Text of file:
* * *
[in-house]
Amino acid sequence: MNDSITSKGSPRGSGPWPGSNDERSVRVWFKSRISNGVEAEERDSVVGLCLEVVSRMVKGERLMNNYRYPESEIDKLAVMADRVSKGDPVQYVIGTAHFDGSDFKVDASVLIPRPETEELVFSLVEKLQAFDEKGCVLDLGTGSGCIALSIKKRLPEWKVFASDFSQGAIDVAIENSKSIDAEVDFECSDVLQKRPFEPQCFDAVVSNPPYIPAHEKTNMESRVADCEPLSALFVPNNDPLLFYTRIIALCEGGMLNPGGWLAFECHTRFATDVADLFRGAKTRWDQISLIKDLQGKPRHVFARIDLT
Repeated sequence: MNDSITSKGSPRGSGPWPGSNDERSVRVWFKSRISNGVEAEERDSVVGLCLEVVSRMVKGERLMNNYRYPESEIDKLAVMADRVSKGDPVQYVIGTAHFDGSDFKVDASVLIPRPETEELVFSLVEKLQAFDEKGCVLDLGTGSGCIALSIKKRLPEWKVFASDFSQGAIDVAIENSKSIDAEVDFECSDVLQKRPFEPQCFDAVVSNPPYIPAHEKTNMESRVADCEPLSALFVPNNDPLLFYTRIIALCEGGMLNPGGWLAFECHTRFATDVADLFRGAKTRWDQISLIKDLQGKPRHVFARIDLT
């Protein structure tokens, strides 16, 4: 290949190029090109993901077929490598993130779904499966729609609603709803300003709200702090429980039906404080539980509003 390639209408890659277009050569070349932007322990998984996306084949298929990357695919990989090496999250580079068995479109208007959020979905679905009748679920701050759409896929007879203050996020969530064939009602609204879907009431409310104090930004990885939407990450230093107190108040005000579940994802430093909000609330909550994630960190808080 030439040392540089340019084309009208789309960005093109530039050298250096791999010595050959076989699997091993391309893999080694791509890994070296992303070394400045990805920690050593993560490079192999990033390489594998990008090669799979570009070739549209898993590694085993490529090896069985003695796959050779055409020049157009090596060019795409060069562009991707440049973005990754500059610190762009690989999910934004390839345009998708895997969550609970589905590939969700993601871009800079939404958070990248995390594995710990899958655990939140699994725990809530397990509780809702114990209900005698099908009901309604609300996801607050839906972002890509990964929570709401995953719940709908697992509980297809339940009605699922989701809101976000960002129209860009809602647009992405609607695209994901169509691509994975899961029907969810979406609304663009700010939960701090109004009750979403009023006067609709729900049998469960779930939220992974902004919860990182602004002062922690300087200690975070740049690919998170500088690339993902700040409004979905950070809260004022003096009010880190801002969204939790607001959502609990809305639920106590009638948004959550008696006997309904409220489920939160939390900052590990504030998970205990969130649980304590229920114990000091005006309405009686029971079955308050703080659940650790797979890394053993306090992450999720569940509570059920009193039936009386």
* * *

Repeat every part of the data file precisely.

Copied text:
[in-house]
Amino acid sequence: MNDSITSKGSPRGSGPWPGSNDERSVRVWFKSRISNGVEAEERDSVVGLCLEVVSRMVKGERLMNNYRYPESEIDKLAVMADRVSKGDPVQYVIGTAHFDGSDFKVDASVLIPRPETEELVFSLVEKLQAFDEKGCVLDLGTGSGCIALSIKKRLPEWKVFASDFSQGAIDVAIENSKSIDAEVDFECSDVLQKRPFEPQCFDAVVSNPPYIPAHEKTNMESRVADCEPLSALFVPNNDPLLFYTRIIALCEGGMLNPGGWLAFECHTRFATDVADLFRGAKTRWDQISLIKDLQGKPRHVFARIDLT
Repeated sequence: MNDSITSKGSPRGSGPWPGSNDERSVRVWFKSRISNGVEAEERDSVVGLCLEVVSRMVKGERLMNNYRYPESEIDKLAVMADRVSKGDPVQYVIGTAHFDGSDFKVDASVLIPRPETEELVFSLVEKLQAFDEKGCVLDLGTGSGCIALSIKKRLPEWKVFASDFSQGAIDVAIENSKSIDAEVDFECSDVLQKRPFEPQCFDAVVSNPPYIPAHEKTNMESRVADCEPLSALFVPNNDPLLFYTRIIALCEGGMLNPGGWLAFECHTRFATDVADLFRGAKTRWDQISLIKDLQGKPRHVFARIDLT
């Protein structure tokens, strides 16, 4: 290949190029090109993901077929490598993130779904499966729609609603709803300003709200702090429980039906404080539980509003 390639209408890659277009050569070349932007322990998984996306084949298929990357695919990989090496999250580079068995479109208007959020979905679905009748679920701050759409896929007879203050996020969530064939009602609204879907009431409310104090930004990885939407990450230093107190108040005000579940994802430093909000609330909550994630960190808080 030439040392540089340019084309009208789309960005093109530039050298250096791999010595050959076989699997091993391309893999080694791509890994070296992303070394400045990805920690050593993560490079192999990033390489594998990008090669799979570009070739549209898993590694085993490529090896069985003695796959050779055409020049157009090596060019795409060069562009991707440049973005990754500059610190762009690989999910934004390839345009998708895997969550609970589905590939969700993601871009800079939404958070990248995390594995710990899958655990939140699994725990809530397990509780809702114990209900005698099908009901309604609300996801607050839906972002890509990964929570709401995953719940709908697992509980297809339940009605699922989701809101976000960002129209860009809602647009992405609607695209994901169509691509994975899961029907969810979406609304663009700010939960701090109004009750979403009023006067609709729900049998469960779930939220992974902004919860990182602004002062922690300087200690975070740049690919998170500088690339993902700040409004979905950070809260004022003096009010880190801002969204939790607001959502609990809305639920106590009638948004959550008696006997309904409220489920939160939390900052590990504030998970205990969130649980304590229920114990000091005006309405009686029971079955308050703080659940650790797979890394053993306090992450999720569940509570059920009193039936009386």